Proper Cloth Builds Its Fussy Brand On Cheap Overseas Factories
“Made to the Highest Standards”
That’s the promise of Proper Cloth.
The highest standards, as the managers of Proper Cloth think about it, all have to do with design and engineering. So, they’ve created an algorithmic process, using machines controlled by computers, to figure out how to make shirts that match what they assert is the proper fit. Apparently, we suffer from a plague of shirts with seams that are a millimeter too far to the side, or collars that don’t quite flex in the proper arc. So, Proper Cloth pledges to provide its customers with the “perfect fit”. A good fit just isn’t good enough, apparently.
Financial elites can afford to be picky. Proper Cloth’s low-end shirts cost $95 a piece. One of its white twill shirts, which looks like, well, a white business shirt, costs $265.
Proper Cloth shirts aren’t for people who struggle in life. They’re for rich people who like to be fussy, pretending that spending a great deal of extra money on the basic necessities of life, such as clothes, demonstrates taste rather than gullibility.
Proper Cloth shirts are made by people who struggle in life.
The cloth in many of the Proper Cloth shirts comes from textile mills in China. Their shirts are put together by “experienced tailors who carefully hand-sew shirts with care” working in harsh conditions in Malaysian factories for low wages – not by Brooklyn hipsters who have achieved work-life balance.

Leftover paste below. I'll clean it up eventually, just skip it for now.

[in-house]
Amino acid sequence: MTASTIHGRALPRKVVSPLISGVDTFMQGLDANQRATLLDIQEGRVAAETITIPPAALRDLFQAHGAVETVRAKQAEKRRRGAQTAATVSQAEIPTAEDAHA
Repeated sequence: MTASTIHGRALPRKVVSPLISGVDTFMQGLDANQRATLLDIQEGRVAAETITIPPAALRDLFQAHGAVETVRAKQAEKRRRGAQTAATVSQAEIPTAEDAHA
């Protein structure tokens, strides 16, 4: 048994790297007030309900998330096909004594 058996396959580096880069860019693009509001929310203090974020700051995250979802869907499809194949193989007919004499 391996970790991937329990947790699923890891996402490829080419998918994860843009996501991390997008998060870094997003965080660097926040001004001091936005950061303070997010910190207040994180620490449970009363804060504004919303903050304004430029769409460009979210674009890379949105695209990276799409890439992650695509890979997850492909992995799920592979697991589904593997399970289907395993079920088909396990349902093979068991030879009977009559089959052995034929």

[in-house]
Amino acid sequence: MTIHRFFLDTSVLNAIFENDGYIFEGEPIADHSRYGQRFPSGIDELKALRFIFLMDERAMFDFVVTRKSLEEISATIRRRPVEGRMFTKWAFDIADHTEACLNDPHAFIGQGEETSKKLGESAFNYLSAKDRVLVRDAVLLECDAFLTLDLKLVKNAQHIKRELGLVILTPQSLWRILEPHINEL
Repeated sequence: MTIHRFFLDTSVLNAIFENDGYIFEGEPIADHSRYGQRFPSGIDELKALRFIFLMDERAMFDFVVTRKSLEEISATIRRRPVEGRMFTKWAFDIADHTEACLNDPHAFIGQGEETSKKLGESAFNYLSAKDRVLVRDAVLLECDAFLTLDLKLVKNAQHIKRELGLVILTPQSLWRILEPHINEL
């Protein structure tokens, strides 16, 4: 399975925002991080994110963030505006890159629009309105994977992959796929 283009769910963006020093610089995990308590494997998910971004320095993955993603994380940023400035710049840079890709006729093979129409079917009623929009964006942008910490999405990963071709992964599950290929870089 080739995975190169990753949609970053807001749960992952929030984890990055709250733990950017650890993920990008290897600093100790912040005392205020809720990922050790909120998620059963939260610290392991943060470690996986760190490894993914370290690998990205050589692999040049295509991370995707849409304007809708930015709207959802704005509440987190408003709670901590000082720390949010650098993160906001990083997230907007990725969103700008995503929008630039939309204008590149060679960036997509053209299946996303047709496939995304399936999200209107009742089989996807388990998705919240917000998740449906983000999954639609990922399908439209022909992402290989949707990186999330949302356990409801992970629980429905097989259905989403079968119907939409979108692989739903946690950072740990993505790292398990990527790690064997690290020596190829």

These factories are able to provide fabric and labor to cheap companies like Proper Cloth at a cheap price. Proper Cloth management wants its customers to believe that they’re getting the best, but they don’t want to pay a high price for it. So, Proper Cloth cuts corners by outsourcing the work to foreign factories where the environmental and safety standards are low, and where workers are paid low wages. When they do business with China, Proper Cloth keeps labor costs low through cooperation with the exercise of abusive power by an autocratic centralized government.
Proper Cloth doesn’t admit that its outsourcing practices are cutting corners, of course. They prefer to use terms like “supply chain and logistics” and “streamline operations” to “deliver a better value” to refer to the way that they outsource work to foreign factories with sloppy standards.
Then they hire handsome male models to make the cheap product seem refined.
Are you buying it?